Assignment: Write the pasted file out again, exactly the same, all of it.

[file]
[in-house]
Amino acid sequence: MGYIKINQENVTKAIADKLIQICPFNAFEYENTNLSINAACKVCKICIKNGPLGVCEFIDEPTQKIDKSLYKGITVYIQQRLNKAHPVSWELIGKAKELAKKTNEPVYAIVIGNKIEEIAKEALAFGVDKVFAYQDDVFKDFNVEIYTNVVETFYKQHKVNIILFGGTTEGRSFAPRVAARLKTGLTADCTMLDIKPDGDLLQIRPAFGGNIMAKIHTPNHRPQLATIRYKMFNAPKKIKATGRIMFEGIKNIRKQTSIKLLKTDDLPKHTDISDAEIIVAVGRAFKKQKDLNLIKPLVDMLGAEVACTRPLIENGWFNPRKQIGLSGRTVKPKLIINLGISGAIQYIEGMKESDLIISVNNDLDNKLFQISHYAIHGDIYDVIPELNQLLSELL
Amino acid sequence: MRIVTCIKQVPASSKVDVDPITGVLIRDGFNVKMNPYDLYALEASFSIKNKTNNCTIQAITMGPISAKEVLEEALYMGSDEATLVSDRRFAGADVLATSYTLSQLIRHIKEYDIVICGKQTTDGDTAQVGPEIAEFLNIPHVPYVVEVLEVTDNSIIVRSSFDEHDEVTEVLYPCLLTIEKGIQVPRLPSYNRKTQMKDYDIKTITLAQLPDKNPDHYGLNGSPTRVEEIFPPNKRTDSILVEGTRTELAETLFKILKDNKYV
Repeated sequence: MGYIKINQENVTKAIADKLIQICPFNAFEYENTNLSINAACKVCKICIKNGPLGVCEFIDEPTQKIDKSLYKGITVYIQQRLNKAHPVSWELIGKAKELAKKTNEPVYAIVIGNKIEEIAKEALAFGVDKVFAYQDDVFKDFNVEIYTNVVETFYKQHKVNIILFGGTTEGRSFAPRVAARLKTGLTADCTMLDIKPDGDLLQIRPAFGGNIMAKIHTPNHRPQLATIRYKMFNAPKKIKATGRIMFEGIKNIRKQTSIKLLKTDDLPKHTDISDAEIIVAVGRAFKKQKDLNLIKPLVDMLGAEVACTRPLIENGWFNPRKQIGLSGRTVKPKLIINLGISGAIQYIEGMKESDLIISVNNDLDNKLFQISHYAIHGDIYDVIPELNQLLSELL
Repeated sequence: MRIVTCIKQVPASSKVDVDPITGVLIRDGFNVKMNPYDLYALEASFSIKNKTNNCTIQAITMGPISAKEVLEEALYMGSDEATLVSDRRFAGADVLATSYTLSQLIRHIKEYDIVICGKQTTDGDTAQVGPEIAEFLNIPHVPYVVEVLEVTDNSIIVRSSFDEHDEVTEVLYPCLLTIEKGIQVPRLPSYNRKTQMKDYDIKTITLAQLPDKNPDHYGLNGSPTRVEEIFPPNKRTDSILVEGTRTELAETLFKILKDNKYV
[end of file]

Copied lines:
[in-house]
Amino acid sequence: MGYIKINQENVTKAIADKLIQICPFNAFEYENTNLSINAACKVCKICIKNGPLGVCEFIDEPTQKIDKSLYKGITVYIQQRLNKAHPVSWELIGKAKELAKKTNEPVYAIVIGNKIEEIAKEALAFGVDKVFAYQDDVFKDFNVEIYTNVVETFYKQHKVNIILFGGTTEGRSFAPRVAARLKTGLTADCTMLDIKPDGDLLQIRPAFGGNIMAKIHTPNHRPQLATIRYKMFNAPKKIKATGRIMFEGIKNIRKQTSIKLLKTDDLPKHTDISDAEIIVAVGRAFKKQKDLNLIKPLVDMLGAEVACTRPLIENGWFNPRKQIGLSGRTVKPKLIINLGISGAIQYIEGMKESDLIISVNNDLDNKLFQISHYAIHGDIYDVIPELNQLLSELL
Amino acid sequence: MRIVTCIKQVPASSKVDVDPITGVLIRDGFNVKMNPYDLYALEASFSIKNKTNNCTIQAITMGPISAKEVLEEALYMGSDEATLVSDRRFAGADVLATSYTLSQLIRHIKEYDIVICGKQTTDGDTAQVGPEIAEFLNIPHVPYVVEVLEVTDNSIIVRSSFDEHDEVTEVLYPCLLTIEKGIQVPRLPSYNRKTQMKDYDIKTITLAQLPDKNPDHYGLNGSPTRVEEIFPPNKRTDSILVEGTRTELAETLFKILKDNKYV
Repeated sequence: MGYIKINQENVTKAIADKLIQICPFNAFEYENTNLSINAACKVCKICIKNGPLGVCEFIDEPTQKIDKSLYKGITVYIQQRLNKAHPVSWELIGKAKELAKKTNEPVYAIVIGNKIEEIAKEALAFGVDKVFAYQDDVFKDFNVEIYTNVVETFYKQHKVNIILFGGTTEGRSFAPRVAARLKTGLTADCTMLDIKPDGDLLQIRPAFGGNIMAKIHTPNHRPQLATIRYKMFNAPKKIKATGRIMFEGIKNIRKQTSIKLLKTDDLPKHTDISDAEIIVAVGRAFKKQKDLNLIKPLVDMLGAEVACTRPLIENGWFNPRKQIGLSGRTVKPKLIINLGISGAIQYIEGMKESDLIISVNNDLDNKLFQISHYAIHGDIYDVIPELNQLLSELL
Repeated sequence: MRIVTCIKQVPASSKVDVDPITGVLIRDGFNVKMNPYDLYALEASFSIKNKTNNCTIQAITMGPISAKEVLEEALYMGSDEATLVSDRRFAGADVLATSYTLSQLIRHIKEYDIVICGKQTTDGDTAQVGPEIAEFLNIPHVPYVVEVLEVTDNSIIVRSSFDEHDEVTEVLYPCLLTIEKGIQVPRLPSYNRKTQMKDYDIKTITLAQLPDKNPDHYGLNGSPTRVEEIFPPNKRTDSILVEGTRTELAETLFKILKDNKYV